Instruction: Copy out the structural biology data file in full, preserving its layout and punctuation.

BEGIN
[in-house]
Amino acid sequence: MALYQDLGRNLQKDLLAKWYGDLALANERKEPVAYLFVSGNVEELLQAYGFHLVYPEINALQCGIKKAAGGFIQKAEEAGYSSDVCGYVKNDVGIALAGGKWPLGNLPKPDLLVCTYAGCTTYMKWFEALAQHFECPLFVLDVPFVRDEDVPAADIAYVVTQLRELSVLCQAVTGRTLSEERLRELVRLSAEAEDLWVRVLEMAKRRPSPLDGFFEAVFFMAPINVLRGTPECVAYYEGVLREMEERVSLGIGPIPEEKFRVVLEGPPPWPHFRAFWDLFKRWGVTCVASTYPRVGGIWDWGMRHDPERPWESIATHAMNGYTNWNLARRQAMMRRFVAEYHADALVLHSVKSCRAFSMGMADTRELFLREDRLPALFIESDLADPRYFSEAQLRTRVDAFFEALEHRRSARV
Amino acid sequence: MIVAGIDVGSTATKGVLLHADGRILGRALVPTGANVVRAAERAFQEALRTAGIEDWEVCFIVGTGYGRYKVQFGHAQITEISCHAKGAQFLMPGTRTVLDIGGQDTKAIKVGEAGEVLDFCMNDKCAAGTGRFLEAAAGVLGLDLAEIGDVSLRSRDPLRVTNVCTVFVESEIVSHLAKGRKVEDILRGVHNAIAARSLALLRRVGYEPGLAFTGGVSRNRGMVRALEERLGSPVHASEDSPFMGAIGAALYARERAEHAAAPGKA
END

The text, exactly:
[in-house]
Amino acid sequence: MALYQDLGRNLQKDLLAKWYGDLALANERKEPVAYLFVSGNVEELLQAYGFHLVYPEINALQCGIKKAAGGFIQKAEEAGYSSDVCGYVKNDVGIALAGGKWPLGNLPKPDLLVCTYAGCTTYMKWFEALAQHFECPLFVLDVPFVRDEDVPAADIAYVVTQLRELSVLCQAVTGRTLSEERLRELVRLSAEAEDLWVRVLEMAKRRPSPLDGFFEAVFFMAPINVLRGTPECVAYYEGVLREMEERVSLGIGPIPEEKFRVVLEGPPPWPHFRAFWDLFKRWGVTCVASTYPRVGGIWDWGMRHDPERPWESIATHAMNGYTNWNLARRQAMMRRFVAEYHADALVLHSVKSCRAFSMGMADTRELFLREDRLPALFIESDLADPRYFSEAQLRTRVDAFFEALEHRRSARV
Amino acid sequence: MIVAGIDVGSTATKGVLLHADGRILGRALVPTGANVVRAAERAFQEALRTAGIEDWEVCFIVGTGYGRYKVQFGHAQITEISCHAKGAQFLMPGTRTVLDIGGQDTKAIKVGEAGEVLDFCMNDKCAAGTGRFLEAAAGVLGLDLAEIGDVSLRSRDPLRVTNVCTVFVESEIVSHLAKGRKVEDILRGVHNAIAARSLALLRRVGYEPGLAFTGGVSRNRGMVRALEERLGSPVHASEDSPFMGAIGAALYARERAEHAAAPGKA